The rest of the show was significantly busier, with huge crowds visiting Indie Area every day to check out upcoming games. We were very happy to meet fellow GameMaker developers, who were showcasing their amazing titles in person - especially the creators of Lords Rising and Zero Sievert. We also loved playing though Mr. Sun’s Hatbox, Falling Out, darkwebSTREAMER, and Honey, I Joined The Cult.
Many visitors to our booth asked about GameMaker and shared ideas for their dream game with us.
The crown jewel of Gamescom was the demonstration, during which the GameMaker team prepared a very questionable version of the classic Space Invaders.
None of us expected how hard it would be to depart from our booth on the last day of Gamescom. During that week, it became a second home to us, and it was difficult to imagine returning to our lives outside of it.
We did see our fair share of shenanigans during Gamescom, in no small part thanks to our wonderful developers. They all became fast friends, spending each evening together and sharing many jokes. We didn’t know if we should laugh or cry when we found out on Saturday morning that Nana wasn’t able to make it to our booth because… she got on the wrong train and fell asleep on it. Getting her back to Cologne from the next town over wasn’t easy, but we managed to! CodeManu was challenging everyone to a match in Guts ’N Goals, rewarding anyone who could score a single goal against him with a Steam Code for the game, and even our sad departure from Cologne was made a little better when we bumped into the creator of Berserk Boy at the airport.
Indie Developers at Gamescom
Compared to previous years, Indie Area at Gamescom 2022 was much bigger and full of life! It featured a section where some of the new and upcoming titles were huddled together, arcade-style, as well as a few separate booths, and Nintendo Switch Stations.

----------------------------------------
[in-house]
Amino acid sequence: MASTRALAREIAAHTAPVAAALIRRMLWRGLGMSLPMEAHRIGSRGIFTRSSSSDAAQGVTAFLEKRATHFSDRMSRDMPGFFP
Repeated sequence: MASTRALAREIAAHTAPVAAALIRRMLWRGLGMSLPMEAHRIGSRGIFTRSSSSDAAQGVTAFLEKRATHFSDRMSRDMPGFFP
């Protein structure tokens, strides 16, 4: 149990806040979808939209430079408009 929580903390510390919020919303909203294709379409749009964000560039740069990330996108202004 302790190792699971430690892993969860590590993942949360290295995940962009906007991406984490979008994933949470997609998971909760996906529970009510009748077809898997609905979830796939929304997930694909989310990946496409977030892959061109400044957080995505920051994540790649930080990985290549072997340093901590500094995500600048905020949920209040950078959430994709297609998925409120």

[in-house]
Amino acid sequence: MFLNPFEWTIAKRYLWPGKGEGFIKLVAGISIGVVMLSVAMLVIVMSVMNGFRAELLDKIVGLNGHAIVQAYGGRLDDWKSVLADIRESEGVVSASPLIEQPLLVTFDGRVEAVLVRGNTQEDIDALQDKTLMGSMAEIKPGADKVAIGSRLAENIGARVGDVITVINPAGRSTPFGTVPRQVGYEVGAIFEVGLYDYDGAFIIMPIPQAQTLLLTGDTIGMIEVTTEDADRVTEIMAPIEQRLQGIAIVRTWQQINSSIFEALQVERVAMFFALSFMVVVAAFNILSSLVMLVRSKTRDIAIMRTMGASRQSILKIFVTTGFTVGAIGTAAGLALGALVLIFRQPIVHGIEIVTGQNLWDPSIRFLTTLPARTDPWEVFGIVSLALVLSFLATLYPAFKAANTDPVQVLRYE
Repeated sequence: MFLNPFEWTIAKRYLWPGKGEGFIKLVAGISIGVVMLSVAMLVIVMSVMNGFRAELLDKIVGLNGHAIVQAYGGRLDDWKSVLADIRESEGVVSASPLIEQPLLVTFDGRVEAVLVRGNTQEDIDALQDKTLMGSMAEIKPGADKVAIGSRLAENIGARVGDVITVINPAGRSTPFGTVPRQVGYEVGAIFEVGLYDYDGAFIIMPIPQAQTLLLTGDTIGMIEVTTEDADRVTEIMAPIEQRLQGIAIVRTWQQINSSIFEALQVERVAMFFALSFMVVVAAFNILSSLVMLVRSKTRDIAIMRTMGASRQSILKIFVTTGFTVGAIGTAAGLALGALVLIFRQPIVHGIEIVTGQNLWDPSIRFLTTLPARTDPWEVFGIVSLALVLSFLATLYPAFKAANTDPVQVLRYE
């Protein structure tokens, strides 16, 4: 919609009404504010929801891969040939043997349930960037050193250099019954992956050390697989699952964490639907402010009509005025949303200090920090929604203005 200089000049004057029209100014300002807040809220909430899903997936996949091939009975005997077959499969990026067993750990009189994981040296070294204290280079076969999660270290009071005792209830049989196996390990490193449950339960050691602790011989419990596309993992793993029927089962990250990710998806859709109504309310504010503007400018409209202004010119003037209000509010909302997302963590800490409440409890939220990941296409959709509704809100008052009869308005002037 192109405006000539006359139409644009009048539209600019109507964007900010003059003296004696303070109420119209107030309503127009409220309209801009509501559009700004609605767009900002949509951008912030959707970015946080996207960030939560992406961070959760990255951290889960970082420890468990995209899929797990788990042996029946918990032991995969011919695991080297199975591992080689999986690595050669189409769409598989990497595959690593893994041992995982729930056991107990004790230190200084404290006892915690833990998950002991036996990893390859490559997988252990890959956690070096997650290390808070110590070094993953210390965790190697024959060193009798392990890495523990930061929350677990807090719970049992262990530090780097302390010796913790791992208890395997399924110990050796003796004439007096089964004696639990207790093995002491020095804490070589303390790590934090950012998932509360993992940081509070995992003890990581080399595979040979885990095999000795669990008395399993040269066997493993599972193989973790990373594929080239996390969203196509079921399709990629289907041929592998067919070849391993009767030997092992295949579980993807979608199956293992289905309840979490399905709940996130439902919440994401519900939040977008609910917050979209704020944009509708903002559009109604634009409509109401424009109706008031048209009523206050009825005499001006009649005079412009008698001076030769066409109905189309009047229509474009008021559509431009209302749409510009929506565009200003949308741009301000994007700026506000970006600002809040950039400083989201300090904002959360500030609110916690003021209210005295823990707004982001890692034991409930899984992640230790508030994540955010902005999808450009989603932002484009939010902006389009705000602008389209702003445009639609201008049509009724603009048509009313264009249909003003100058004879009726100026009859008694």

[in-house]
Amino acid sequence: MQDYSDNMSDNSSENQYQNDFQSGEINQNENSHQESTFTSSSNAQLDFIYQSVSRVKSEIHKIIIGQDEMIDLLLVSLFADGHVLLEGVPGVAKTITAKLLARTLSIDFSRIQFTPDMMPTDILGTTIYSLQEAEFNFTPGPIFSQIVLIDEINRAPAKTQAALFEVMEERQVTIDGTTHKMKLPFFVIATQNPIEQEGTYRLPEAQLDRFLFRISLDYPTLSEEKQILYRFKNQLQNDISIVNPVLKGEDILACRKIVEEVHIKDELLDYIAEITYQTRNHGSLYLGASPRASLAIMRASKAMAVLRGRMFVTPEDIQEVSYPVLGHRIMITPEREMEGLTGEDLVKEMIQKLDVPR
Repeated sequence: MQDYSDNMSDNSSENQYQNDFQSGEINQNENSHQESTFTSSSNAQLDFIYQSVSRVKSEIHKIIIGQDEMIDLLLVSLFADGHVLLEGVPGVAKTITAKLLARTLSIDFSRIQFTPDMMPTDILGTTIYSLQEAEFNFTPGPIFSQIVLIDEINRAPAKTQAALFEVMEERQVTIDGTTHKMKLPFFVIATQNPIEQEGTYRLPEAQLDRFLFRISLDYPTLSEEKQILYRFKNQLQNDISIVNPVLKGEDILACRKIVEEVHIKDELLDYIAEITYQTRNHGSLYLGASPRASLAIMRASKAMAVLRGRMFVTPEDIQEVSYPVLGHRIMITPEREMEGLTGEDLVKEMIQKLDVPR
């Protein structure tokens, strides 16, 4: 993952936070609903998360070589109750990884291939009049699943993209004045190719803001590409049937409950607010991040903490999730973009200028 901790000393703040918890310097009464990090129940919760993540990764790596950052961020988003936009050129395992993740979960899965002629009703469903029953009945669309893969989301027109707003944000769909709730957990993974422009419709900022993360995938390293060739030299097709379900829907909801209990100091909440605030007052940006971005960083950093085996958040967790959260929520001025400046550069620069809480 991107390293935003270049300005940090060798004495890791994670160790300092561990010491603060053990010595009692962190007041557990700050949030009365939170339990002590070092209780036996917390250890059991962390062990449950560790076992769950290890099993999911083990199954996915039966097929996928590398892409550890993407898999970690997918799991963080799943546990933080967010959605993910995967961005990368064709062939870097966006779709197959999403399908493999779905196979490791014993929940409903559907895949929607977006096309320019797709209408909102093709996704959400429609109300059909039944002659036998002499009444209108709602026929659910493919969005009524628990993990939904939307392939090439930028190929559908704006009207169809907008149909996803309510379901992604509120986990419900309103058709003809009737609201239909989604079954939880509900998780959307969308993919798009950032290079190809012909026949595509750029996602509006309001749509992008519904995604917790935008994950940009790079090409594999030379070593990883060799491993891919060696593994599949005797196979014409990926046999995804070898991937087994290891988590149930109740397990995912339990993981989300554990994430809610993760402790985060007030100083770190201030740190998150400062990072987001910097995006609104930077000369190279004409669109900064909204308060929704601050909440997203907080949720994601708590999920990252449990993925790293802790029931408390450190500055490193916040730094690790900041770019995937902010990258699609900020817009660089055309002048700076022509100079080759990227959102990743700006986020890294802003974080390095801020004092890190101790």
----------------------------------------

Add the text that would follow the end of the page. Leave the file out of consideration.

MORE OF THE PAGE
There was never a time when the Indie Area was not busy, with people coming by to play games or talk to the devs almost constantly.
Even with the limited space they had, the developers still did their best to showcase their games in various inventive ways - from constructing a model of a creature from their game to having a human-sized pigeon mascot on set! (We love you, Finley!)
Are physical events still worth participating in?
After the pandemic, many people questioned the need to have any physical events at all, considering how well online shows filled their niche, allowing everyone globally to participate in the reveals of their favorite games and upcoming franchises.
However, there is one thing that those events did not manage to bring in online: networking.
Many publishers used Gamescom as an opportunity to scout new titles for their portfolio, while developers encouraged visitors to wishlist their games, try out available demos, or simply to meet other developers.
Over the week, Cologne was filled with groups of game developers sitting together in bars and restaurants, discussing their projects and ideas.
If you’re someone interested in pitching your game idea to a publisher, or who wants to meet fellow game developers, physical events are definitely for you!